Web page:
Re: NRA on Trial — Day 2: Millions of Dollars Worth of Private Jet Travel by LaPierre and NRA Execs Revealed in New Detailed Filings by NYAG’s Office — LaPierre Expected to Testify Tomorrow
Testimony Suggested NRA Paid Legal Team $7 Million to Defend Against $2 Million Settlement Dispute With Former Top Lobbyist Chris Cox
Other Testimony Suggested LaPierre Hid Bankruptcy Filing From NRA Board Members, Even its General Counsel
Today marked Day Two of a six-day trial in the NRA bankruptcy proceedings, which represent the first time NRA executives — including NRA CEO Wayne LaPierre and others — are being examined and cross-examined in open court relating to the financial scandals that have engulfed the organization over the past two years.
Today’s proceedings shed even more light on the NRA’s history of financial mismanagement and extravagant and wasteful spending. Major details are below.
WAYNE LAPIERRE IS EXPECTED TO TESTIFY DURING WEDNESDAY’S PROCEEDINGS, WHICH BEGIN AT 11:30 AM EDT TOMORROW.
- New York Attorney General Filing Details Millions in Private Jet Travel by NRA Executives. One of the major revelations of the day was a filing by the New York Attorney General’s office, which attached several spreadsheets detailing private travel by NRA executives. The flights in the spreadsheet span from 2015 through 2019 and represent the most detailed disclosure of private travel by NRA executives to date. The entries include cost, dates, locations, and in some cases passengers. These flights include several trips to Palm Springs, Las Vegas, and the Bahamas.
- NRA Apparently Paid $7 Million to Brewer Legal Team in Order to Prevent Former Top Lobbyist Chris Cox From Receiving $2 Million Settlement. NRA General Counsel John Frazer testified that former chief lobbyist Chris Cox is seeking $2 million in an employment dispute with the NRA, yet the NYAG suggested billing records indicate that Bill Brewer has billed the NRA $7 million in connection with defending that single action. Since 2018, the NRA has reported paying the Brewer firm more than $50 million, although the total is likely higher. Frazer also testified that the NRA received a “communication from an individual who alleged that the Brewer firm had created burn books” of NRA staff. .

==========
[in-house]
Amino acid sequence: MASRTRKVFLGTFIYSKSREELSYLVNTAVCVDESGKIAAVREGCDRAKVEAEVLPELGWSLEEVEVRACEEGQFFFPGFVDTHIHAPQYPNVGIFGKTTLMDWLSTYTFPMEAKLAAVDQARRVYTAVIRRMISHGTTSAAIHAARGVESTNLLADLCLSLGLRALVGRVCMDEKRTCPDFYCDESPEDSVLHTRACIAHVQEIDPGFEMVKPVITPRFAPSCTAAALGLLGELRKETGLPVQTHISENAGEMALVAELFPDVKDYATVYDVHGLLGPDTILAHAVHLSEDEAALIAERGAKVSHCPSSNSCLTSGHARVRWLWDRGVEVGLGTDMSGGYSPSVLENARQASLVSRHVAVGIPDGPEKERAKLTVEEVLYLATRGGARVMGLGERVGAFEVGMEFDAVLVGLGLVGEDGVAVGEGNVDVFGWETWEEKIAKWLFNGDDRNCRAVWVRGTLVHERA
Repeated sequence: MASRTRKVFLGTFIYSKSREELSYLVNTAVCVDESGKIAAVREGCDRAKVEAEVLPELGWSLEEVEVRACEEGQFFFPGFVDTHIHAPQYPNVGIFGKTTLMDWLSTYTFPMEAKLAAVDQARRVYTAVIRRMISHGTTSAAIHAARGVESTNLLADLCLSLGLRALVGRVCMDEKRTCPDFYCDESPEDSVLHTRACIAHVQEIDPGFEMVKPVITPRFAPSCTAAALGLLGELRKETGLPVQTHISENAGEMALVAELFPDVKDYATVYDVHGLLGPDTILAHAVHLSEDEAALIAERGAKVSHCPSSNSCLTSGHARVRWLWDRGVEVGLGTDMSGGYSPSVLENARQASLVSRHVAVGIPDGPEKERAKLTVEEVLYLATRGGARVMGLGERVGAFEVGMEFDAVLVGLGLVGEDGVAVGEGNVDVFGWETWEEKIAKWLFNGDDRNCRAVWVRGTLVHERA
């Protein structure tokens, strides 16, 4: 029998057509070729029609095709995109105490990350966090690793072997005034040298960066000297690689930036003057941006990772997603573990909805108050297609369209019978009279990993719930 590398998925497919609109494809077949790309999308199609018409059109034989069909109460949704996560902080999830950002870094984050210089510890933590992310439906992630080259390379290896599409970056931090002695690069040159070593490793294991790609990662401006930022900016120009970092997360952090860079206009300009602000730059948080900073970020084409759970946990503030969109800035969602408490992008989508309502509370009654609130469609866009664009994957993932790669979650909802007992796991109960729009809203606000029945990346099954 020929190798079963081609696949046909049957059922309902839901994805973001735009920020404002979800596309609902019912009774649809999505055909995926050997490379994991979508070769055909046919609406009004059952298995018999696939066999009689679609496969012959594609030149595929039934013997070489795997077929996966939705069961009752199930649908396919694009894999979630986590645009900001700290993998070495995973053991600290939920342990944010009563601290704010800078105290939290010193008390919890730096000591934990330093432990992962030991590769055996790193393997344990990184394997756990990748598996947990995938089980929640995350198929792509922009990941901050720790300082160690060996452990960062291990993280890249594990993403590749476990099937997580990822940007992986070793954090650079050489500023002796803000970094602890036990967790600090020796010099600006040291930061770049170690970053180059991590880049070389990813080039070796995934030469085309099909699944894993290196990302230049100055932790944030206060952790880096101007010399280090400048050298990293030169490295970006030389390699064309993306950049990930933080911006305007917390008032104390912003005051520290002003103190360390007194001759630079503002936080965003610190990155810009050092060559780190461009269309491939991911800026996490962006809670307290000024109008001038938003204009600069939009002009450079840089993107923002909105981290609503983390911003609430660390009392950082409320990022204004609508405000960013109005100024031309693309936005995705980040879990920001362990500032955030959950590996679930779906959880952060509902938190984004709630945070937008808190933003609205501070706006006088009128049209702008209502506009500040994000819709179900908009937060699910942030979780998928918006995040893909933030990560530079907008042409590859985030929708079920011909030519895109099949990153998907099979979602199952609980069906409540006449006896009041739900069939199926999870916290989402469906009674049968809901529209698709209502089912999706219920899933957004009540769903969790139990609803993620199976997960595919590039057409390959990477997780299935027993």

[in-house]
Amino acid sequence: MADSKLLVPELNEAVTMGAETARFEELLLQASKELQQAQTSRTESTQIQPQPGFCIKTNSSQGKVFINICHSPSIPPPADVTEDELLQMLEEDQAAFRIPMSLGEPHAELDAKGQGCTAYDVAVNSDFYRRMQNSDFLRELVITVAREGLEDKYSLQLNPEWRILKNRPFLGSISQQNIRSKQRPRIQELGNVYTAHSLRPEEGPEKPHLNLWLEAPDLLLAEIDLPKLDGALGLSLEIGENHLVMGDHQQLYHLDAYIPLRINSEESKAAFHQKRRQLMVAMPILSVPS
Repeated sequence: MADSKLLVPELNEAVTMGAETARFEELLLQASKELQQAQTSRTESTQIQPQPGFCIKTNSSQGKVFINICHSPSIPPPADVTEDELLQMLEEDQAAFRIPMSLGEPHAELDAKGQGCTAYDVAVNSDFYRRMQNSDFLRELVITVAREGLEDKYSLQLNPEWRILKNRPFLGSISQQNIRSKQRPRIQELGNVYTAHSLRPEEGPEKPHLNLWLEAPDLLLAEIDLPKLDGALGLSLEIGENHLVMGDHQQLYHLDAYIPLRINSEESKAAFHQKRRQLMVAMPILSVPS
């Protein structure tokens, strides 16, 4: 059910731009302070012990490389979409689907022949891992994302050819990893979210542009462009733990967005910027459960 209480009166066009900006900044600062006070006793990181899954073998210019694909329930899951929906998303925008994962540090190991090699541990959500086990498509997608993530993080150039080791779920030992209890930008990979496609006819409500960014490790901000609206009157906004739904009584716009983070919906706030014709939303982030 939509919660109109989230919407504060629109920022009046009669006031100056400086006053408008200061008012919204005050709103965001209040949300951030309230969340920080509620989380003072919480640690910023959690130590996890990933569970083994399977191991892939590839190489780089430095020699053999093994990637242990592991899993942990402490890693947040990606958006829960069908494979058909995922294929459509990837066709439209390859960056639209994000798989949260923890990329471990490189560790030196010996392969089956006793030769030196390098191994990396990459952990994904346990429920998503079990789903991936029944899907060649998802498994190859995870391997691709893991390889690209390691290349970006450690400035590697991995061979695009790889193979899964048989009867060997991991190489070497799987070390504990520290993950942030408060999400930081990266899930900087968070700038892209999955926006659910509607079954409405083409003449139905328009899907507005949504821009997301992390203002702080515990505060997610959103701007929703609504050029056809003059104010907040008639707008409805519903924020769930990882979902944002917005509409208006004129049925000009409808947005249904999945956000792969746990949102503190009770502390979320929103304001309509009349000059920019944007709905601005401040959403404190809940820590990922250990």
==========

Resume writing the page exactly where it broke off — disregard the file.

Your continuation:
- Testimony Suggested That LaPierre Hid NRA Bankruptcy Filing From Board Members, Even its General Counsel. During cross examination by Emily Stern of the New York Attorneys General Office, Frazer testified that he was not consulted ahead of time about the NRA bankruptcy:
STERN: And you in fact first learned that the NRA was filing for bankruptcy on January 15, the very day that the petition was being filed, didn’t you?
STERN: So the decision was made to file for bankruptcy without asking the general counsel of the association; isn’t that right?
Despite being the chief legal officer at the NRA, Frazer also did not know ahead of time that the NRA was going to file its lawsuit against former vendor Ackerman McQueen.
STERN: But you did not know that they were actually going to file the lawsuit,isn’t that right?
STERN: And you’re the general counsel of the NRA, but you did not know that; isn’t that right?
- NRA Paid $40,000 Toward Wedding and Other Personal Expenses of Longtime LaPierre Assistant’s Son. Frazer admitted that Wayne LaPierre’s longtime assistant diverted approximately $40,000 from the NRA for her son’s wedding and other personal expenses. She was required to repay the money, yet remains employed at the NRA with LaPierre as her manager. LaPierre testified to the same in his deposition late last month.
The morning began with testimony continuing from NRA First Vice President Charles Cotton. As we detailed in Everytown’s Day One Trial Summary, the NYAG and Ackerman McQueen established several pieces of evidence from Cotton yesterday that suggested that the NRA’s bankruptcy was concealed from the board and certain NRA executives. Today, Cotton admitted former NRA CFO Woody Phillips “Apparently was involved in overriding some internal controls.” Cotton also admitted the NRA entered into a consulting agreement with Phillips – after his departure from the NRA – that paid him $30,000 a month. The agreement was signed by then NRA Board President Pete Brownell. Cotton said that “to his knowledge” Phillips never performed under the contract.
For further, detailed information about the NRA and the consequences of this week’s trial, please email [email protected]. Everytown has also chronicled court filings and news articles about the various NRA scandals at www.nrawatch.org. A specific page dedicated to filings in the bankruptcy can be found at https://nrawatch.org/case/nra-bankruptcy-proceedings/.